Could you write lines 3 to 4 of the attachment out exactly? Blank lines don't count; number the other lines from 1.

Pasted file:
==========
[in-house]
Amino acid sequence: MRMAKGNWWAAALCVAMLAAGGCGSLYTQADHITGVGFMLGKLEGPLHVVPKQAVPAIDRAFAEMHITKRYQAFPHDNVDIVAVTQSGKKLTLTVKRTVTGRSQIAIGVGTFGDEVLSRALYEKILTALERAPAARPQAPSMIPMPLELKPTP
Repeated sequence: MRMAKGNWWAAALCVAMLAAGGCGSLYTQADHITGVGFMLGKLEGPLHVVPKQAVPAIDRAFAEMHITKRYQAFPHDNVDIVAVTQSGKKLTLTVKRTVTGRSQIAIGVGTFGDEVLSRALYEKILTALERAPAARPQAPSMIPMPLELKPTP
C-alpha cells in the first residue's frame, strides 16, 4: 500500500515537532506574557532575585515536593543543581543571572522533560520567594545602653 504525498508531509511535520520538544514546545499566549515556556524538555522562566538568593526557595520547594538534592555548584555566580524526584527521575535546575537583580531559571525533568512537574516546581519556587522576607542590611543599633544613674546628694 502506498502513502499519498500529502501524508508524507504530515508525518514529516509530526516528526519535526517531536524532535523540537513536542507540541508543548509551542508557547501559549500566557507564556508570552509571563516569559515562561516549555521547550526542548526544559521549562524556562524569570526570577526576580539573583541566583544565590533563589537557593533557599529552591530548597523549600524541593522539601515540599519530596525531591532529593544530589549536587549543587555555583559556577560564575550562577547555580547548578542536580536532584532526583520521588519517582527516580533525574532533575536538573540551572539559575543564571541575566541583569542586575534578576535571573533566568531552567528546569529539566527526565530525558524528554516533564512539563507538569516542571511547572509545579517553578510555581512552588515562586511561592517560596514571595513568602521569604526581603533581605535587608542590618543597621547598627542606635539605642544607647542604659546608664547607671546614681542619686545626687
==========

Repeated sequence: MRMAKGNWWAAALCVAMLAAGGCGSLYTQADHITGVGFMLGKLEGPLHVVPKQAVPAIDRAFAEMHITKRYQAFPHDNVDIVAVTQSGKKLTLTVKRTVTGRSQIAIGVGTFGDEVLSRALYEKILTALERAPAARPQAPSMIPMPLELKPTP
C-alpha cells in the first residue's frame, strides 16, 4: 500500500515537532506574557532575585515536593543543581543571572522533560520567594545602653 504525498508531509511535520520538544514546545499566549515556556524538555522562566538568593526557595520547594538534592555548584555566580524526584527521575535546575537583580531559571525533568512537574516546581519556587522576607542590611543599633544613674546628694 502506498502513502499519498500529502501524508508524507504530515508525518514529516509530526516528526519535526517531536524532535523540537513536542507540541508543548509551542508557547501559549500566557507564556508570552509571563516569559515562561516549555521547550526542548526544559521549562524556562524569570526570577526576580539573583541566583544565590533563589537557593533557599529552591530548597523549600524541593522539601515540599519530596525531591532529593544530589549536587549543587555555583559556577560564575550562577547555580547548578542536580536532584532526583520521588519517582527516580533525574532533575536538573540551572539559575543564571541575566541583569542586575534578576535571573533566568531552567528546569529539566527526565530525558524528554516533564512539563507538569516542571511547572509545579517553578510555581512552588515562586511561592517560596514571595513568602521569604526581603533581605535587608542590618543597621547598627542606635539605642544607647542604659546608664547607671546614681542619686545626687